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Are 'inflation-protected' bonds really better than gold?
10:30p ET Tuesday, September 25, 2007
Dear Friend of GATA and Gold:
Many of you already have realized that when one begins looking at the financial world through the perspective of gold, one sees things that cannot be acknowledged by the financial establishment, for gold is the secret knowledge of the financial universe.
Even so, the disinformation about gold and the propaganda in support of keeping the world hostage to the increasingly hysterical fiat currency system can be mind-blowing, no more so than it was today with some investment advice posted at TheStreet.com.
It was written by Gregg Greenberg, who is, predictably enough, a former producer for CNBC, and it advises purchase of Treasury Inflation-Protected Securities as superior to gold for guarding against currency debasement.
The average TIPS fund, Greenberg writes, is up nearly 5 percent this year, while gold suffers "price swings."
But so much crucial information is completely omitted from Greenberg's report:
1) The unreliability of the U.S. Consumer Price Index, by which the TIPS interest rate is determined. Even establishment analysts have begun to acknowledge that the CPI has been politicized and grossly understates inflation.
2) The 5-percent rate of return for the average TIPS fund this year is nothing compared to the rate of return for gold. So far this year gold is up 14 percent. For the last 12 months gold is up 23 percent. For the last five years gold is up 125 percent.
3) The 15 percent decline in the international value of the dollar since late 2005, which erases TIPS gains.
4) The outperformance by more than 100 percent of the HUI gold mining share index over the Dow Jones Industrial Average over the last five years.
Greenberg quotes a TIPS fund manager as saying, "If it's inflation you are worried about, then TIPS are what you want."
In fact, if you heed TheStreet.com here, you could just as well dump your money in the street.
We can't wait for TheStreet.com's incisive interview with the salesman for collateralized debt obligation bonds. In the meantime, Greenberg's celebration of TIPS is below.
CHRIS POWELL, Secretary/Treasurer
Gold Anti-Trust Action Committee Inc.
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An Inflation Play As Good As -- Or Better Than -- Gold
By Gregg Greenberg
Tuesday, September 25, 2007
TIPS are not as good as gold when it comes to fighting inflation. In many respects, they are even better.
Treasury Inflation Protected Securities, or TIPS, are designed to protect investors from the erosion of purchasing power that rising inflation can cause. In an inflationary environment, TIPS, which pay a semiannual coupon, tend to outperform most traditional fixed-income investments, because their par value is adjusted to account for changes in the consumer price index.
For instance, if the CPI rises by 0.2%, the value of the TIPS bond would also climb by 0.2%. If the CPI were to decline, the bond's value would fall very little, because the government guarantees the original investment.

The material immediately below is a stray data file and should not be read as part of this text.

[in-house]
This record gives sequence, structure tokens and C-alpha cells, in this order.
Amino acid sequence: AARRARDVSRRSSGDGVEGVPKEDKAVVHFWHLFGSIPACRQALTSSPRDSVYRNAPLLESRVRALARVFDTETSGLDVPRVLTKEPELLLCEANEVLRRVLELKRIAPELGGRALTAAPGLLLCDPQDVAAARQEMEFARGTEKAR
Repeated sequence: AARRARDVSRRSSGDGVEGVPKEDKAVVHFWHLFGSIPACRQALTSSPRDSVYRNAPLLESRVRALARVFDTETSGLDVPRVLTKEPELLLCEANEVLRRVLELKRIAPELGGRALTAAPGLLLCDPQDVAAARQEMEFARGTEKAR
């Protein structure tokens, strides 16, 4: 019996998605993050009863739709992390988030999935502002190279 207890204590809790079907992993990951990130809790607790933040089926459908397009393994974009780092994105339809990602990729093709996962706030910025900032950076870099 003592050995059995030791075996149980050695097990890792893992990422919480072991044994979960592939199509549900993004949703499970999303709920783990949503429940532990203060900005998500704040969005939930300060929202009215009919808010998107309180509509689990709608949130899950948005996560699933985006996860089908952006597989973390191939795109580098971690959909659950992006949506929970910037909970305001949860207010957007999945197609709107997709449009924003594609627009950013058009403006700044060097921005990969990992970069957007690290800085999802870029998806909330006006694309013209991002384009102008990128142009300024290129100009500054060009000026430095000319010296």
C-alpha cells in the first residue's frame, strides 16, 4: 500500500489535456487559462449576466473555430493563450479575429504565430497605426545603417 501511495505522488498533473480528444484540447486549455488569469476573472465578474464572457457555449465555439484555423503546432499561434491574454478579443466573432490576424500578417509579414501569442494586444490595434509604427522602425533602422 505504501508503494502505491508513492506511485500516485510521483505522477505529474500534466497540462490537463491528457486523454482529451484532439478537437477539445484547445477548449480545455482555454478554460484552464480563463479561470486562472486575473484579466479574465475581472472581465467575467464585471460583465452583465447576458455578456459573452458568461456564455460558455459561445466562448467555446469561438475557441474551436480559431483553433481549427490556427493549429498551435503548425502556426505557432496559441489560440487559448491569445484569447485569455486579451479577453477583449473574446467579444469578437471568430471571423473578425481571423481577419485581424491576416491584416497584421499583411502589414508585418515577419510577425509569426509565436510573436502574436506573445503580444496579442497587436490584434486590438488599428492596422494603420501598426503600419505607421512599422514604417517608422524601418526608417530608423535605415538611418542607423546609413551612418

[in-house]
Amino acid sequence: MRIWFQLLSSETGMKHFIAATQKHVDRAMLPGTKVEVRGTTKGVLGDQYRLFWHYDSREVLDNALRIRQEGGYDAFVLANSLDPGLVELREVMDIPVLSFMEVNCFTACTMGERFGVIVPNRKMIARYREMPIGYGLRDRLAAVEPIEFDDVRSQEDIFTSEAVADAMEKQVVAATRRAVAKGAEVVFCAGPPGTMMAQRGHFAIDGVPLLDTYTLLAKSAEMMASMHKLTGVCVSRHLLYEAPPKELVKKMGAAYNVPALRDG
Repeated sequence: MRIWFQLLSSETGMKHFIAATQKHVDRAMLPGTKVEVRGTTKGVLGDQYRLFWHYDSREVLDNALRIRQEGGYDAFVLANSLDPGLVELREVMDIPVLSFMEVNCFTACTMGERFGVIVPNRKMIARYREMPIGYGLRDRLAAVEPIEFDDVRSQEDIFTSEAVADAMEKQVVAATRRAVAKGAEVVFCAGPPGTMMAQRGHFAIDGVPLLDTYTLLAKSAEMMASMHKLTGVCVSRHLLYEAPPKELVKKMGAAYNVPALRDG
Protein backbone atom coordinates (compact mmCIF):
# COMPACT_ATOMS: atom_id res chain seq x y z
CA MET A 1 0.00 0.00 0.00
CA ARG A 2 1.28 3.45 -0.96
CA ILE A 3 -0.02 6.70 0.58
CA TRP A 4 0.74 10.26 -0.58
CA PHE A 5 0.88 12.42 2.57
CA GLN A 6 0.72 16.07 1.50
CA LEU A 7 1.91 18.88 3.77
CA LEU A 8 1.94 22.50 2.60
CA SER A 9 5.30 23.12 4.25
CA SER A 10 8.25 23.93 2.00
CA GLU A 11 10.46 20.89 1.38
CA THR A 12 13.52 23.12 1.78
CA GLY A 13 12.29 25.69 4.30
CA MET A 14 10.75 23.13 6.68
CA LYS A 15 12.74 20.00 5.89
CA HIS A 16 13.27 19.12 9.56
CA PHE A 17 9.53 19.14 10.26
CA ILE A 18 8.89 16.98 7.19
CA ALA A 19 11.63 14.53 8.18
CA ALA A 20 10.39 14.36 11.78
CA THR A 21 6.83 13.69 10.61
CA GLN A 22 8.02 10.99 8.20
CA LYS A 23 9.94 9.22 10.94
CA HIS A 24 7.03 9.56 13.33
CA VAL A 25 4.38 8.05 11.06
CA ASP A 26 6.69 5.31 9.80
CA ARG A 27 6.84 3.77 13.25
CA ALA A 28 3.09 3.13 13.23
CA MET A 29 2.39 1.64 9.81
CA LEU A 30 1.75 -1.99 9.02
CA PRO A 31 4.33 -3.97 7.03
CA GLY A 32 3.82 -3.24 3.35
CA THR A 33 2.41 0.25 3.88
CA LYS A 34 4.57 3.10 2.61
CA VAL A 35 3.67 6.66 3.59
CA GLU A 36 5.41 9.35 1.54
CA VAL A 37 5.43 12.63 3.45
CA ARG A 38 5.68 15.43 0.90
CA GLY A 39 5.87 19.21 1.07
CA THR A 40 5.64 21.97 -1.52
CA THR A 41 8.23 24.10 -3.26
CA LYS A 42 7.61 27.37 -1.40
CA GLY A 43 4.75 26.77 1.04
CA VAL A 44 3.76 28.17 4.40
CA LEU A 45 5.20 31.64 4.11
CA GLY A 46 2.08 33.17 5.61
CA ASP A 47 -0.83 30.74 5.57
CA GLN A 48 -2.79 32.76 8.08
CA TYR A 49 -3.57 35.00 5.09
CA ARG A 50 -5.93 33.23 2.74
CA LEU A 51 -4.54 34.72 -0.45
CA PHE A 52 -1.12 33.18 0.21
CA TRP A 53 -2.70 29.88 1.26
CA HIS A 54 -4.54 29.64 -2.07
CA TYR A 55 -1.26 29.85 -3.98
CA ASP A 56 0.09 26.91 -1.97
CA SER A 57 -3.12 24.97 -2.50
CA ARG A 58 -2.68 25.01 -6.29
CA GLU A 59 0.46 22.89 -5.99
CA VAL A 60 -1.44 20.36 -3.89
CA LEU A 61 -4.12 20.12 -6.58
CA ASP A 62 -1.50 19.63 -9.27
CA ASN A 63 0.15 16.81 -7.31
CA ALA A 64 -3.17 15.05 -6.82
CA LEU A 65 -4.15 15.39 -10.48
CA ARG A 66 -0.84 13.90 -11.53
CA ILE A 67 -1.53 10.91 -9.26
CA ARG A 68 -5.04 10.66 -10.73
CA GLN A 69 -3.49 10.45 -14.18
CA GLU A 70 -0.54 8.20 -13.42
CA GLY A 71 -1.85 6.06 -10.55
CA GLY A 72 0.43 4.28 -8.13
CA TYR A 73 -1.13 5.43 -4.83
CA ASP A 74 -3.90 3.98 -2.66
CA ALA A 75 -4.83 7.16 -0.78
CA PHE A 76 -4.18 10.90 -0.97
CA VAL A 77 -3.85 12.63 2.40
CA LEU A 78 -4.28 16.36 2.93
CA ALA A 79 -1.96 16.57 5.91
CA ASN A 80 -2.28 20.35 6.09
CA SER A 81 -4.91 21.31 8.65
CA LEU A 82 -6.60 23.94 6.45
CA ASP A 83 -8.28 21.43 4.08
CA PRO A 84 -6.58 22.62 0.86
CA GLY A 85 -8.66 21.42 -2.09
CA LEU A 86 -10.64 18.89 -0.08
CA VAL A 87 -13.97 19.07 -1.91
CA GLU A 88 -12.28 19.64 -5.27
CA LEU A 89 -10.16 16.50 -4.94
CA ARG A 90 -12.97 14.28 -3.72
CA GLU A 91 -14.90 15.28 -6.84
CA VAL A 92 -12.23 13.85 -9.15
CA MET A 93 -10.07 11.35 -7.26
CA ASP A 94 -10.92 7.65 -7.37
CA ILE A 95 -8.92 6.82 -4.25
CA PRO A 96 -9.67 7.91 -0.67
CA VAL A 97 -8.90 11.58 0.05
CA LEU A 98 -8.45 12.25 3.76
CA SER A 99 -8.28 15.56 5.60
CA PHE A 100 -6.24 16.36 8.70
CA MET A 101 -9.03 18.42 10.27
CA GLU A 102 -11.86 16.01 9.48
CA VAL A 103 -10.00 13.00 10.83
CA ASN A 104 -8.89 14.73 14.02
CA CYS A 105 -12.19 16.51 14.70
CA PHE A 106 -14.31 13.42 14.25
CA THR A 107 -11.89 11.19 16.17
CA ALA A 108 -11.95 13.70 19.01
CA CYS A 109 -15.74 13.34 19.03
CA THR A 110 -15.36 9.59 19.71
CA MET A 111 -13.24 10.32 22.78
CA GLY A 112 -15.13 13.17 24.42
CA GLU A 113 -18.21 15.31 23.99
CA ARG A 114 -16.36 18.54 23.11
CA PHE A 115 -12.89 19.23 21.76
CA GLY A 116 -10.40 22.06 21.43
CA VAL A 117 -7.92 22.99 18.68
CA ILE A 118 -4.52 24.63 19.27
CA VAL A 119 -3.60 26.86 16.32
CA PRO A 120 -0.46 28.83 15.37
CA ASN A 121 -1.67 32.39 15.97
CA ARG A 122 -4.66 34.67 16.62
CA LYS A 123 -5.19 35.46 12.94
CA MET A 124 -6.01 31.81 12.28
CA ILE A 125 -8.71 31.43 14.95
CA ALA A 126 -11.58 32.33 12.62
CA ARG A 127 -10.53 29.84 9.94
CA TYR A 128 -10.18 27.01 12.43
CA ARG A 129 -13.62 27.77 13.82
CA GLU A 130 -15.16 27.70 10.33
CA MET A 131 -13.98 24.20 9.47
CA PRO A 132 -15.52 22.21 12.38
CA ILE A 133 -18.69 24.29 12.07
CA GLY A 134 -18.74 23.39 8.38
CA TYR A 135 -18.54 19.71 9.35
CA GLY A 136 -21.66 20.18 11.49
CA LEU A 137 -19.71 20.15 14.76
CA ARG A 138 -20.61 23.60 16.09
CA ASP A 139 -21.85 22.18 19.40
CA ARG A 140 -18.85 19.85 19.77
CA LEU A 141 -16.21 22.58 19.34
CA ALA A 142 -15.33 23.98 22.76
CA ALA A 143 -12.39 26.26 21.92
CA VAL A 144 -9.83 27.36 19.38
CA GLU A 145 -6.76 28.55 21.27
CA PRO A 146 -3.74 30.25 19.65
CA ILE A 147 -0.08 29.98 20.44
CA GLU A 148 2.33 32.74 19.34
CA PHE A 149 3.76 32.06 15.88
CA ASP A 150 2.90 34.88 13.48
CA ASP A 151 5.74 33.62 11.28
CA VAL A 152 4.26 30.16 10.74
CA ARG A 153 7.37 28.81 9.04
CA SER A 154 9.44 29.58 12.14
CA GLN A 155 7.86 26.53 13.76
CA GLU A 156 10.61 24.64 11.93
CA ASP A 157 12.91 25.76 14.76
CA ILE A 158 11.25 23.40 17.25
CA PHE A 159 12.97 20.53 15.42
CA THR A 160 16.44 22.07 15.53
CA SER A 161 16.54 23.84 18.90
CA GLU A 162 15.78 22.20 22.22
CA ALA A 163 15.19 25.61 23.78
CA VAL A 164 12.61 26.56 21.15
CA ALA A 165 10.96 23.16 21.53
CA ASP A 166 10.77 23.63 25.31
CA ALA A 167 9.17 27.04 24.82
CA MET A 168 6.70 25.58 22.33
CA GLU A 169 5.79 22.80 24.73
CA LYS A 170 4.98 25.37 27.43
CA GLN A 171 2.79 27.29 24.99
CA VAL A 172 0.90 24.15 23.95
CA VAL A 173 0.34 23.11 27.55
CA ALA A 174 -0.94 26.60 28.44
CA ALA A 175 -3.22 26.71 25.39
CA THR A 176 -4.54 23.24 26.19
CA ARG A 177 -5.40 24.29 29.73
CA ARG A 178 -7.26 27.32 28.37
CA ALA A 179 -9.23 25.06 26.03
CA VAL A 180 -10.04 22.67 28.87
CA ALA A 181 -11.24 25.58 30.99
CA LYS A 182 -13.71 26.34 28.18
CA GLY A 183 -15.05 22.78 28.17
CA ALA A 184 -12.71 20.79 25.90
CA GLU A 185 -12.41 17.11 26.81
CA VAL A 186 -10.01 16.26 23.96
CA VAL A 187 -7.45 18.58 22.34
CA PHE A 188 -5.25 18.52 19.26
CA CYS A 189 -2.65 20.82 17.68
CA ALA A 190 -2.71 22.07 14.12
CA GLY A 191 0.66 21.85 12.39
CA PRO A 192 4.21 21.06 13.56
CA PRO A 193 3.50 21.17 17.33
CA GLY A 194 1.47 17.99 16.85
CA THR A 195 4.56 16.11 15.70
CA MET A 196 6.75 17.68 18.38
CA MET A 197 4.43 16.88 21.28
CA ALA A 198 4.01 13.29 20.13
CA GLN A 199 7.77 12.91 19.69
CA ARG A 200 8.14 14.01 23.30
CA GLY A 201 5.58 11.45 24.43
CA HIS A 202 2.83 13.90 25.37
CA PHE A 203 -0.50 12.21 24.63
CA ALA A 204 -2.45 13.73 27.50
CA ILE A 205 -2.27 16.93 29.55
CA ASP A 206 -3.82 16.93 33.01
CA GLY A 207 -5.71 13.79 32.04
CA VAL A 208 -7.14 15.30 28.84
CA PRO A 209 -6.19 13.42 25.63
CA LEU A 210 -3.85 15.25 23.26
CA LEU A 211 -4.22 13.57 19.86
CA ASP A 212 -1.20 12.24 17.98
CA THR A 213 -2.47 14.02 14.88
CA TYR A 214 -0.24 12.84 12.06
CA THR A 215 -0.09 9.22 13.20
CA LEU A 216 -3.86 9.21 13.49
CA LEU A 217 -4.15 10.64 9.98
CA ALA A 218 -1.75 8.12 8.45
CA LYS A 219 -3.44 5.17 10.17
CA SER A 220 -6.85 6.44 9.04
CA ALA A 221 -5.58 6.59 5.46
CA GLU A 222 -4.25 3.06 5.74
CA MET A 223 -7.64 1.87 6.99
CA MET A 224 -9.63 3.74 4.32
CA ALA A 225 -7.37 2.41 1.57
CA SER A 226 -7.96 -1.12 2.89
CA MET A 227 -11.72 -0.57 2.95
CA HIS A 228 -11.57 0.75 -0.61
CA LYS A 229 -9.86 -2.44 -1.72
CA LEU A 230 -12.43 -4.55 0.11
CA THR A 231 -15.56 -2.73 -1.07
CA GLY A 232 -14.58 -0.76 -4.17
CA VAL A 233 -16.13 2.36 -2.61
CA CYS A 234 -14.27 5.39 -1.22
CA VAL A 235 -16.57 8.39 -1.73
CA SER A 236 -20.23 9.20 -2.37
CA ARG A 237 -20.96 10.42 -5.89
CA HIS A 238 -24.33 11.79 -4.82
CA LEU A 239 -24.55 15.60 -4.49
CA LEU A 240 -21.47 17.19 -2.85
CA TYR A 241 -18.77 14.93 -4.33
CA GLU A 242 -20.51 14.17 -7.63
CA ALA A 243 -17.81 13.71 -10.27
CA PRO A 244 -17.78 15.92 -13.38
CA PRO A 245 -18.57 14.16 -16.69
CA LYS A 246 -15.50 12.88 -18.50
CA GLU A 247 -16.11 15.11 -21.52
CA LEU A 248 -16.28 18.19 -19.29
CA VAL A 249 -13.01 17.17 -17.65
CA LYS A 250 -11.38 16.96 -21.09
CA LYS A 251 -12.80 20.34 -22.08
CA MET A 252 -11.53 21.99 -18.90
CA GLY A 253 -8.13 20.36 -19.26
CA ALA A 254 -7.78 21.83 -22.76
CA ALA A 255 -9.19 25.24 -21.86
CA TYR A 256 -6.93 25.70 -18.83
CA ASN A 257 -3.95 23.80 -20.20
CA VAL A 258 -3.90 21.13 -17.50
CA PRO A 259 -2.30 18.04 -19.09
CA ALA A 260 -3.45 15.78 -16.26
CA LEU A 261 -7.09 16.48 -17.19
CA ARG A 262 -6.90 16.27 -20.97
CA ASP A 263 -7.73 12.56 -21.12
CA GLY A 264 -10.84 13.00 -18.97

Gold, on the other hand, does not pay a dividend. Until it is sold, gold bullion just languishes in a safety deposit box, while the metal succumbs to the market's price swings. And despite its recent run up through the $720 mark, gold is not the all-encompassing, "pure play" answer to inflation many investors think it is.
"Gold is influenced by a lot of other factors and drivers, like industrial and consumer use," says Ken Volpert, portfolio manager of the $10.6 billion Vanguard Inflation-Protected Securities fund, in a recent Street.com TV interview. "If it's inflation you are worried about, then TIPS are what you want."
And a lot of people have been wanting TIPS lately. The average TIPS fund is up 4.9% year-to-date, according to Morningstar, making it the top performer in the fixed-income category.
Volpert, whose fund is up 5.7% year to date, says TIPS are "fairly priced right now." He points out that there are $430 billion in TIPS currently in a market that has been growing annually by about 10%, so "supply is good, but not overwhelming." Meanwhile, on the demand side, overall performance has improved so "we have been seeing a nice bid underlying the market."
Another Federal Reserve rate cut like the last one, however, would really boost TIPS, says Volpert.
"I'd be concerned if the Fed eases a lot more, because the Fed was talking tough about inflation and then surprised the market with a deeper-than-expected rate cut," says Volpert. "That justifies long-term concerns about inflation."
Those concerns are evident in the break-even rate, which in bond parlance refers to the difference between the yield on conventional Treasury securities and that of comparable TIPS. The current break-even rate on 10-year TIPS is 2.3%, which has climbed since this summer, but is still below April's 2.5% reading, and well below last year's peak of almost 2.8%.
More troubling for inflation watchers, however, is the five-year forward rate, which measures inflation over the long term. That rate is now at 2.6%, up from 2.53% before the Fed's dramatic rate cut, as well as some relatively benign August CPI data.
"The CPI is backward looking, but the market looks forward," says Volpert. "The Fed rate cut was dovish to the point where many people are wondering if more easing is on the way."
And perhaps more interest in TIPS.
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